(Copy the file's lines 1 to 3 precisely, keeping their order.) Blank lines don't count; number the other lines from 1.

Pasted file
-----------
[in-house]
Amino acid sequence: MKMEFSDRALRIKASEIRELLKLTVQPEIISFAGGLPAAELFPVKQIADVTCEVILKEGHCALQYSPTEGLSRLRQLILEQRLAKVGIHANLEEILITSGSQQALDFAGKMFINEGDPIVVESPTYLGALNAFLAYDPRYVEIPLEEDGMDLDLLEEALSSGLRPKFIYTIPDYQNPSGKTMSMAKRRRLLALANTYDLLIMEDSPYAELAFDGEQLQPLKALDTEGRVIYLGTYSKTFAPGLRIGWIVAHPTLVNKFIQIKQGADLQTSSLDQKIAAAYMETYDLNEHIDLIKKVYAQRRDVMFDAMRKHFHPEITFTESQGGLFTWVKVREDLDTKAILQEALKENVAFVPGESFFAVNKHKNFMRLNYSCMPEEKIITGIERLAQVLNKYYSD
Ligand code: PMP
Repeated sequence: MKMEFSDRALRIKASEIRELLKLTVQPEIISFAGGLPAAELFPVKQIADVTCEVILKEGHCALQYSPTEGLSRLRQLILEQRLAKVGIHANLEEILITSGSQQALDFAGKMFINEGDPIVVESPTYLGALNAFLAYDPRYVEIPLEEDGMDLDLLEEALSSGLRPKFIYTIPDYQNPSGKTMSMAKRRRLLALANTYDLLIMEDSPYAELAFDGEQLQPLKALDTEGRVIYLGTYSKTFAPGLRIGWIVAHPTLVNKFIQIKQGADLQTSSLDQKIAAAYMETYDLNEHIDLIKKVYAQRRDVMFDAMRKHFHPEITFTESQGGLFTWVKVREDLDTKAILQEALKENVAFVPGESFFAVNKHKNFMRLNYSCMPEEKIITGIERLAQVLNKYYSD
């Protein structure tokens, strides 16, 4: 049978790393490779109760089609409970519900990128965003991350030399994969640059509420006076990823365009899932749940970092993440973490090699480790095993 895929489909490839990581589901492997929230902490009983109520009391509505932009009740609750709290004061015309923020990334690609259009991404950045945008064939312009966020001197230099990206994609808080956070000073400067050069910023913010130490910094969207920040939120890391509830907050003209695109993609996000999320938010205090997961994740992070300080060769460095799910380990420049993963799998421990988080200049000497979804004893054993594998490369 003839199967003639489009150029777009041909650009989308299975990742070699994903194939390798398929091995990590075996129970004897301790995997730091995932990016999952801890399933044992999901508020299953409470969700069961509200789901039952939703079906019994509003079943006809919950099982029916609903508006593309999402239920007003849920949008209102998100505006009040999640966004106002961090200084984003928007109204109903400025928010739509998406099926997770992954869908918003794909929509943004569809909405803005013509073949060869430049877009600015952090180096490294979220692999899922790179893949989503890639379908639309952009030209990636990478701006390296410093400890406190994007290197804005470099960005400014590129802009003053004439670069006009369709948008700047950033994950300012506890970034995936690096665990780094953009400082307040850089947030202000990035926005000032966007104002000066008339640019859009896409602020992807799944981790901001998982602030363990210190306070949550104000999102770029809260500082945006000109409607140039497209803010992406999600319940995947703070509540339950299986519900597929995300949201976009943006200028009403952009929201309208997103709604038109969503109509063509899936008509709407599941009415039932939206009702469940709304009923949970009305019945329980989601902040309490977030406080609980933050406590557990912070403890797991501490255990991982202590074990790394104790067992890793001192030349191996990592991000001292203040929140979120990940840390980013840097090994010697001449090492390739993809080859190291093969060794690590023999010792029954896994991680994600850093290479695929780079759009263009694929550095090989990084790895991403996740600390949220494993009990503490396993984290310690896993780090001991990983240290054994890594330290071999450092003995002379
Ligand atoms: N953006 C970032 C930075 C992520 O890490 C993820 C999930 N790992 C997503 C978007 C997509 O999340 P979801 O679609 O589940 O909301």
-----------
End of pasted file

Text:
[in-house]
Amino acid sequence: MKMEFSDRALRIKASEIRELLKLTVQPEIISFAGGLPAAELFPVKQIADVTCEVILKEGHCALQYSPTEGLSRLRQLILEQRLAKVGIHANLEEILITSGSQQALDFAGKMFINEGDPIVVESPTYLGALNAFLAYDPRYVEIPLEEDGMDLDLLEEALSSGLRPKFIYTIPDYQNPSGKTMSMAKRRRLLALANTYDLLIMEDSPYAELAFDGEQLQPLKALDTEGRVIYLGTYSKTFAPGLRIGWIVAHPTLVNKFIQIKQGADLQTSSLDQKIAAAYMETYDLNEHIDLIKKVYAQRRDVMFDAMRKHFHPEITFTESQGGLFTWVKVREDLDTKAILQEALKENVAFVPGESFFAVNKHKNFMRLNYSCMPEEKIITGIERLAQVLNKYYSD
Ligand code: PMP